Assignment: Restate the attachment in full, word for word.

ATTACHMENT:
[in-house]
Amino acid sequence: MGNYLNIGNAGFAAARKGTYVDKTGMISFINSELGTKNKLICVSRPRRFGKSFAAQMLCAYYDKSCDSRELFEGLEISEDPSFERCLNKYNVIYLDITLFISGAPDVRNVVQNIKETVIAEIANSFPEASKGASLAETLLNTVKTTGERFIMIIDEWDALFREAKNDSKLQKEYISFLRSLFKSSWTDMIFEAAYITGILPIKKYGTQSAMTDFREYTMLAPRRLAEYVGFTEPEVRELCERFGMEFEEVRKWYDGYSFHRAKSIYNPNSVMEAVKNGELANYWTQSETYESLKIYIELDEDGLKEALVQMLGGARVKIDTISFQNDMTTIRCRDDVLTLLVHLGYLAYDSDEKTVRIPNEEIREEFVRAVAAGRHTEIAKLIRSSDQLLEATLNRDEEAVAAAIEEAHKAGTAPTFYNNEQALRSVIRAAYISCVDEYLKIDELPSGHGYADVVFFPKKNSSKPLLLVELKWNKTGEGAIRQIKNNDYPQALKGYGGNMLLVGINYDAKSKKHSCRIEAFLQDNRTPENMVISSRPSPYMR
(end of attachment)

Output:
[in-house]
Amino acid sequence: MGNYLNIGNAGFAAARKGTYVDKTGMISFINSELGTKNKLICVSRPRRFGKSFAAQMLCAYYDKSCDSRELFEGLEISEDPSFERCLNKYNVIYLDITLFISGAPDVRNVVQNIKETVIAEIANSFPEASKGASLAETLLNTVKTTGERFIMIIDEWDALFREAKNDSKLQKEYISFLRSLFKSSWTDMIFEAAYITGILPIKKYGTQSAMTDFREYTMLAPRRLAEYVGFTEPEVRELCERFGMEFEEVRKWYDGYSFHRAKSIYNPNSVMEAVKNGELANYWTQSETYESLKIYIELDEDGLKEALVQMLGGARVKIDTISFQNDMTTIRCRDDVLTLLVHLGYLAYDSDEKTVRIPNEEIREEFVRAVAAGRHTEIAKLIRSSDQLLEATLNRDEEAVAAAIEEAHKAGTAPTFYNNEQALRSVIRAAYISCVDEYLKIDELPSGHGYADVVFFPKKNSSKPLLLVELKWNKTGEGAIRQIKNNDYPQALKGYGGNMLLVGINYDAKSKKHSCRIEAFLQDNRTPENMVISSRPSPYMR